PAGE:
5G could bring about a new era for esports players and fans
5G is exactly what the esports industry has been waiting for: Esports — where experienced gamers battle before live and online audiences — is set to undergo a massive improvement, with fast 5G networks promising a world of difference in game realism and speed, Yang Jie writes for the Wall Street Journal. The fifth-generation network will allow players to better respond to each other by speeding up data transfer. It could also bring more players from different venues into a single game or competition — and give gamers on all platforms uninterrupted gameplay. Major tech companies, from Intel to Ericsson, have said they see esports as a natural application for 5G.
Virtual reality gaming in particular is in line for a boost: Virtual reality gamers need mobility to play, so are forced to literally carry around their computing power in backpacks. The heavy equipment handles the large amounts of data transfers and ensures gameplay runs smoothly. But this emerging esports niche is set to change with 5G allowing much vaster computing power in a smaller package.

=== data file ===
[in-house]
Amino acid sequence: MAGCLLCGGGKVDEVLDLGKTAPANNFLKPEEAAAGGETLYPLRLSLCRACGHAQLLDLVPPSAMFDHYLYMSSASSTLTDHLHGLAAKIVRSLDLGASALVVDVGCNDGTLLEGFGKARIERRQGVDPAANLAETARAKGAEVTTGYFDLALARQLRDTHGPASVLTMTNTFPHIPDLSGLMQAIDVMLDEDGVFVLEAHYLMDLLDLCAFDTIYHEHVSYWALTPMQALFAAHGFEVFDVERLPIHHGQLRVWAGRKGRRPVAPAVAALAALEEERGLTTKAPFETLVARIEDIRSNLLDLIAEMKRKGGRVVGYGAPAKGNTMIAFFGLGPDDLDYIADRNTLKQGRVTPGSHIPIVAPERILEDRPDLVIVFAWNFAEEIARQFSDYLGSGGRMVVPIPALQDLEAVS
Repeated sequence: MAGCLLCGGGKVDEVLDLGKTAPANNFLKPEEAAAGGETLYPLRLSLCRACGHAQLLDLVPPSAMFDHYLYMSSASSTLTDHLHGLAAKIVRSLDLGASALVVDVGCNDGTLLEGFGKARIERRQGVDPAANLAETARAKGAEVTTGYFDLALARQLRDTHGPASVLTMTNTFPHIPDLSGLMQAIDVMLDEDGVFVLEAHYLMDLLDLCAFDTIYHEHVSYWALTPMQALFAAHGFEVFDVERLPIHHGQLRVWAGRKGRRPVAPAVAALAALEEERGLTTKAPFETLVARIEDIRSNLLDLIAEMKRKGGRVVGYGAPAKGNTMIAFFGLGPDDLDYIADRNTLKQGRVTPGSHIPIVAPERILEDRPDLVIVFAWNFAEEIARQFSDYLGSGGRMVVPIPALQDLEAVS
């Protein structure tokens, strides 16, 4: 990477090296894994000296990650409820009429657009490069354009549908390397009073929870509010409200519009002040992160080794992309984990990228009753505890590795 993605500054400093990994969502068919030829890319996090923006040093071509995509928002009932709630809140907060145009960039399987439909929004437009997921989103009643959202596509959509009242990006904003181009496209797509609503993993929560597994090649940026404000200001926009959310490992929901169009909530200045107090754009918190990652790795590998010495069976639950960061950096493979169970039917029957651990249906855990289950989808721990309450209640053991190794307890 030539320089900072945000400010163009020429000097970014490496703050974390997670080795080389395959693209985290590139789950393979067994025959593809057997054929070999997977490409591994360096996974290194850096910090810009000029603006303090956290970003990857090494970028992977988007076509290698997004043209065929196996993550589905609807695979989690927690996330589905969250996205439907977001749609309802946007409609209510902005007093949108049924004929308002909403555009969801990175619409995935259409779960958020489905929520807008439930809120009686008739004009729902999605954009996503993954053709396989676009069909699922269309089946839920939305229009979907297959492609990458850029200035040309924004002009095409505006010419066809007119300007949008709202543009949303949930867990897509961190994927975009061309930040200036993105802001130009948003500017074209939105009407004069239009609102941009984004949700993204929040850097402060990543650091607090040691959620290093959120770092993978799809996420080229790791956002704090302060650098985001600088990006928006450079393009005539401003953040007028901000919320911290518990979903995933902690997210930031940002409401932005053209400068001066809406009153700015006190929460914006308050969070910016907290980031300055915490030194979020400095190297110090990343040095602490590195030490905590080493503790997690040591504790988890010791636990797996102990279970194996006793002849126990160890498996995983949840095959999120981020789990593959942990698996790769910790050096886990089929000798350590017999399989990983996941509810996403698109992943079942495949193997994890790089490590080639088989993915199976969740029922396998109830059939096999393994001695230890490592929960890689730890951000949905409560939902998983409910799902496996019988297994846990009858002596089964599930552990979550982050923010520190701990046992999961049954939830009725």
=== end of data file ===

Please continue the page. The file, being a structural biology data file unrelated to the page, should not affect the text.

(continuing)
VR esports are a fast growing entertainment industry in China, where the government in Beijing's Haidan district has allocated USD 1.55 mn in subsidies for companies hosting VR and esports events. And big tech companies are getting in on the action: Chinese startup Sky Limit Entertainment obtained USD mns in investment from Intel to co-host a series of VR competitions using 5G in China, Thailand, South Korea, and Singapore.
And cloud mobile gaming is another 5G friendly industry on the rise: Cloud gaming stands to benefit tremendously from 5G, and is set to grow into a USD 6.4 bn industry in 2024, from only USD 640 mn last year, New York-based ABI Research estimates. The Asia-Pacific region is expected to take the largest slice of the cloud-gaming market, accounting for 45%, followed by North America with 26%.